Nasality is the result of too much sound coming through your nose.

You've heard the voice that sound extremely whiny or twangy. Listening to them can give you the feeling as fingernails scratching on a chalkboard. You just want to cover your ears.

You may not have that excessive nasality. However, you may have a slight nasality that you don't realize. To check how strong your nasality is, I'd like to ask you to put your fingers slightly on your nose, say the word "he". Did you feel any vibration? If so, you have at least one sound that should not come through your nose.

In English, there are only three sounds that should come through your nose, and they are m, n, ng. Other than those three sounds, when you say the rest of the sounds you shouldn't feel any vibration in your nose.
So test yourself on the word "he" again, did you feel any vibration? If so, you'll learn how to eliminate that later. If not, good, try the following sentence, still with your fingers touching your nose.

"The civics class agreed that the illegal deeds were outrageous."

Did you feel any vibration? You shouldn't feel any vibration, because it contains none of the nasal sound, m, n, ng, at all.

Nasality happens when your soft palate is too lazy to lift up, therefore excessive air comes through your nose. When you speak most of the sounds, ideally, your soft palate lifts and closes off the nasal passage and the air moves out through your mouth.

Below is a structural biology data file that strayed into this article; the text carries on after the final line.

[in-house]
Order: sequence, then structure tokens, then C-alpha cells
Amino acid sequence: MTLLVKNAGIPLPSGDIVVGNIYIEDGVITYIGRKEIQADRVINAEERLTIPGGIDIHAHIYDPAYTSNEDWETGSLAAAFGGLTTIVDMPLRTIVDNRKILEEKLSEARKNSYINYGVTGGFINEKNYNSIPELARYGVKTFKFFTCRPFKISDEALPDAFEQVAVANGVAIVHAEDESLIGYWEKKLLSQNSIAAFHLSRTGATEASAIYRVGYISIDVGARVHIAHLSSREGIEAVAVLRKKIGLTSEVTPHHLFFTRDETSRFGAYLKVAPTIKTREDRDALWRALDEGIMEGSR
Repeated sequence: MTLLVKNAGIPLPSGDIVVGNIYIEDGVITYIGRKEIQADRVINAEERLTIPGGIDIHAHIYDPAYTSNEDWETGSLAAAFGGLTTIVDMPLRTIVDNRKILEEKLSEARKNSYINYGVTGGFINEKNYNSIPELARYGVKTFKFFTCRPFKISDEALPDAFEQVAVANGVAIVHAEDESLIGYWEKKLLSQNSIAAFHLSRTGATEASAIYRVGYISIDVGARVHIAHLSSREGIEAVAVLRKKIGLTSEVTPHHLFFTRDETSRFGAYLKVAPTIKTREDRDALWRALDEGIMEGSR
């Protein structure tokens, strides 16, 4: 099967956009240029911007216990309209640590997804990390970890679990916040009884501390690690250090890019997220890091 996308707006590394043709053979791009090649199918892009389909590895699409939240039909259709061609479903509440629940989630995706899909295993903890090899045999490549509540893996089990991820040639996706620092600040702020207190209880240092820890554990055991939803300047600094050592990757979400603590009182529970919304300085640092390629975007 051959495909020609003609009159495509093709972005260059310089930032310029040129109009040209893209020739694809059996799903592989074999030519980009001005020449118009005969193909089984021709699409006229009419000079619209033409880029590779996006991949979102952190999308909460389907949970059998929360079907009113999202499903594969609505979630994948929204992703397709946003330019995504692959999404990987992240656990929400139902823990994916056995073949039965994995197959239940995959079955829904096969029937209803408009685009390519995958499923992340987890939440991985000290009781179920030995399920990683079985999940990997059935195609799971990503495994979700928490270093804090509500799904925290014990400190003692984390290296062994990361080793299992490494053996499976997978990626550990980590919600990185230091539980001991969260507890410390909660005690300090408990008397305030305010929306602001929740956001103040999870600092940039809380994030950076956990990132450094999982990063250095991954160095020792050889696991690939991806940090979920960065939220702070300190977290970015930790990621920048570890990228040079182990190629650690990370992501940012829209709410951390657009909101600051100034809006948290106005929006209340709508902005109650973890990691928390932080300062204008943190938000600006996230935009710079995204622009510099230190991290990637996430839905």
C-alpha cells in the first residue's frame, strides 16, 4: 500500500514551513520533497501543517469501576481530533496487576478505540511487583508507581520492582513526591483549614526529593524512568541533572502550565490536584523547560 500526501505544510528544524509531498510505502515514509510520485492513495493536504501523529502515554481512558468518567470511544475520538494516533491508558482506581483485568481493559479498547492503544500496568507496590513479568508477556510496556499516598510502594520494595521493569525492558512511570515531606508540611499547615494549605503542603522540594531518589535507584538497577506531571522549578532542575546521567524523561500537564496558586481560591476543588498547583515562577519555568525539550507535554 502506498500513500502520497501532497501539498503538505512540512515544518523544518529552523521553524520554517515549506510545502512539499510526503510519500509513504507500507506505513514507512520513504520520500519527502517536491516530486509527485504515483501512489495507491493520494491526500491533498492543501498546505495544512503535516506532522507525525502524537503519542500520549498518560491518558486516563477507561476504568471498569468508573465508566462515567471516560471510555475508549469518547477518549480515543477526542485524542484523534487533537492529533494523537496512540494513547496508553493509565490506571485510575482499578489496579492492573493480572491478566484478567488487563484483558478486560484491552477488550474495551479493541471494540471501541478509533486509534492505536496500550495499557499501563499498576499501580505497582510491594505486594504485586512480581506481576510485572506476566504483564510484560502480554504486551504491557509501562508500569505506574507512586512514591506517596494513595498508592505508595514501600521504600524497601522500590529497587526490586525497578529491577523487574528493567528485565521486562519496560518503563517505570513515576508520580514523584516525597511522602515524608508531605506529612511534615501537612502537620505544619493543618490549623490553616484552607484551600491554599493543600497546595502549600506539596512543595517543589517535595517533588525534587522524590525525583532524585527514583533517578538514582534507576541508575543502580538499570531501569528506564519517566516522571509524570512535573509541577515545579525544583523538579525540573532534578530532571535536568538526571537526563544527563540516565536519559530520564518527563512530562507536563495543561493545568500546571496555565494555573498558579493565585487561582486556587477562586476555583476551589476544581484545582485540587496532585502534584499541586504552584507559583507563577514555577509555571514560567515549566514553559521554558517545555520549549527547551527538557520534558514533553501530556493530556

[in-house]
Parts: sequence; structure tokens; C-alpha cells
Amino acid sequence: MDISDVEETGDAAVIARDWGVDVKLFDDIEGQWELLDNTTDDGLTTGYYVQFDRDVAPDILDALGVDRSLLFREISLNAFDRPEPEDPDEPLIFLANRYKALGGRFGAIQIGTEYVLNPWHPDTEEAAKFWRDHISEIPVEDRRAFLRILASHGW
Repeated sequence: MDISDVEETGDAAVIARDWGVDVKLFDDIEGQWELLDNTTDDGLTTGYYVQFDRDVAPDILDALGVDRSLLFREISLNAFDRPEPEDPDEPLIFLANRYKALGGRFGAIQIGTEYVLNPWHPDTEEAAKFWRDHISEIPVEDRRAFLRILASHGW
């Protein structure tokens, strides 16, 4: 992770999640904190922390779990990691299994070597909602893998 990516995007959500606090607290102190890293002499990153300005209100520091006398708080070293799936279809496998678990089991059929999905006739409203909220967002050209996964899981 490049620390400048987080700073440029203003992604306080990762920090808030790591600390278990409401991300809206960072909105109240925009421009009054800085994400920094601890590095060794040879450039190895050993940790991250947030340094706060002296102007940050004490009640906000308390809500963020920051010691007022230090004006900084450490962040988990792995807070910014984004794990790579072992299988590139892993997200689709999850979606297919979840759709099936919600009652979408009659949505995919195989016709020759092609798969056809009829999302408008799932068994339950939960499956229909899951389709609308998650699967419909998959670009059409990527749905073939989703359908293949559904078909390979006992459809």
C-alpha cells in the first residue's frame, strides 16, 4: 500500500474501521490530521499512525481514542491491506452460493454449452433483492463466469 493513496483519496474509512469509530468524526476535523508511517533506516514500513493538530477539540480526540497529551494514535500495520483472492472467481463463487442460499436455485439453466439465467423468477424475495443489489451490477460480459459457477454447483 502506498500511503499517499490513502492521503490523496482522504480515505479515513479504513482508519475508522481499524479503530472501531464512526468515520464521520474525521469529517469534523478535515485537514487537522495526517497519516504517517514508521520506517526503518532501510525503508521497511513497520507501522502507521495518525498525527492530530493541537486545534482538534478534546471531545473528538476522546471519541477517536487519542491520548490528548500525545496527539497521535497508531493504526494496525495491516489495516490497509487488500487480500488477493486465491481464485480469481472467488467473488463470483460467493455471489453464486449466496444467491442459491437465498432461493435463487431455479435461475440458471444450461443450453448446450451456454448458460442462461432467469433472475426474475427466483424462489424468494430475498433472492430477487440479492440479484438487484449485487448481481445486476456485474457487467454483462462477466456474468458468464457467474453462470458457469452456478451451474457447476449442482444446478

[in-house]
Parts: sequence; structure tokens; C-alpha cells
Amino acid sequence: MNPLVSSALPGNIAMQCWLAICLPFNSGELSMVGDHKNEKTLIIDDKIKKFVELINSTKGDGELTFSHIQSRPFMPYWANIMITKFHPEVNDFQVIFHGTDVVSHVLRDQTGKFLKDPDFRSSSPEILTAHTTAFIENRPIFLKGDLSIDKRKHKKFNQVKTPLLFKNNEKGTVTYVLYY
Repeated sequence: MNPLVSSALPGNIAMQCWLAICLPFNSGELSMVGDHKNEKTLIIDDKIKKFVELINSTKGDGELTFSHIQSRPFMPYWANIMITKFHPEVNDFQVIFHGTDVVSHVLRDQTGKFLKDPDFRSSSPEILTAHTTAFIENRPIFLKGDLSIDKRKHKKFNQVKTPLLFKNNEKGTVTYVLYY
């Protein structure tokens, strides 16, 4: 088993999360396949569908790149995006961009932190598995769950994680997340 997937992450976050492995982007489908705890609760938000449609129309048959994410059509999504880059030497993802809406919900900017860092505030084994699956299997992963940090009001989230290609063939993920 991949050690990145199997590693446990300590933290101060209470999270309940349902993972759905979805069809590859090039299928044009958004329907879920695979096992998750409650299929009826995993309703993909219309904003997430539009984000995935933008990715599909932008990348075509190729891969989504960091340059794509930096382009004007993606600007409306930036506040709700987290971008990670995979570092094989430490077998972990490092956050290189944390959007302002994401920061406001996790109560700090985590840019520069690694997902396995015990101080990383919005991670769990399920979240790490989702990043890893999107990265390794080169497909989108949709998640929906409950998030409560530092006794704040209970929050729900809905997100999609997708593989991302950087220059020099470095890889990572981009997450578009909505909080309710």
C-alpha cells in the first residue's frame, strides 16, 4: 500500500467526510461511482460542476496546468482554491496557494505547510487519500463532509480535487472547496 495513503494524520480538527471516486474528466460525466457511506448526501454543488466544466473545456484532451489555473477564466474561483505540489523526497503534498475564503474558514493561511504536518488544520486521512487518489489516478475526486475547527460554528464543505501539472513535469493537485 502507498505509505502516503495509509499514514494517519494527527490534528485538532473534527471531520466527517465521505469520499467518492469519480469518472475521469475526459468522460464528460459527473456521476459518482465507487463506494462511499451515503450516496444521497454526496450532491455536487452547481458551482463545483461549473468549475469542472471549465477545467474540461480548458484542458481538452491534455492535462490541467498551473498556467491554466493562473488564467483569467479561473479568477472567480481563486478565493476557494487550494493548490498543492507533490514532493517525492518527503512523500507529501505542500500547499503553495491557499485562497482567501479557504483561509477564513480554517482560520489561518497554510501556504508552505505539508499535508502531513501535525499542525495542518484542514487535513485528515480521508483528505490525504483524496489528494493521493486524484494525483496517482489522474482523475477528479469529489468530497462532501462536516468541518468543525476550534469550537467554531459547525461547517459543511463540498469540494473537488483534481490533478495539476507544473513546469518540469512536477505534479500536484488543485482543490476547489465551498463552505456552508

Your soft palate isn't being lifted up, mostly because of two reasons. Number one, your jaw and tongue are not relaxed, they are too tense. Number two, your mouth is not opening wide enough.

To show you the difference, try the following exercise.

First, say these words with excessive nasality. Tighten your jaw and hump up the back of your tongue, then say these words: can, man, van, Dan, jam

Now, say these words with the proper nasality. To do that, you need to be relaxed. Drop your jaw. Let your tongue lie on the floor of your mouth. Then say these words.

If you have any unnecessary nasal sound, that means you are not producing your sound properly and you have tension in you.

To get rid of unnecessary nasality takes time and practice. Once you've learned breathing with the support of your diaphragm, you'll improve even faster. We'll talk about that in the future. Until then, keep practicing. Every time before you speak, make sure your jaw is dropped and your tongue is resting on the floor of your mouth, you'll have a much better sound.

Author's Bio: 

Cynthia is a voice and speech coach and trainer, based in Singapore. She helps you discover your inner true voice that is authentic and confident. She also helps organizations on voice and presentation skills training.
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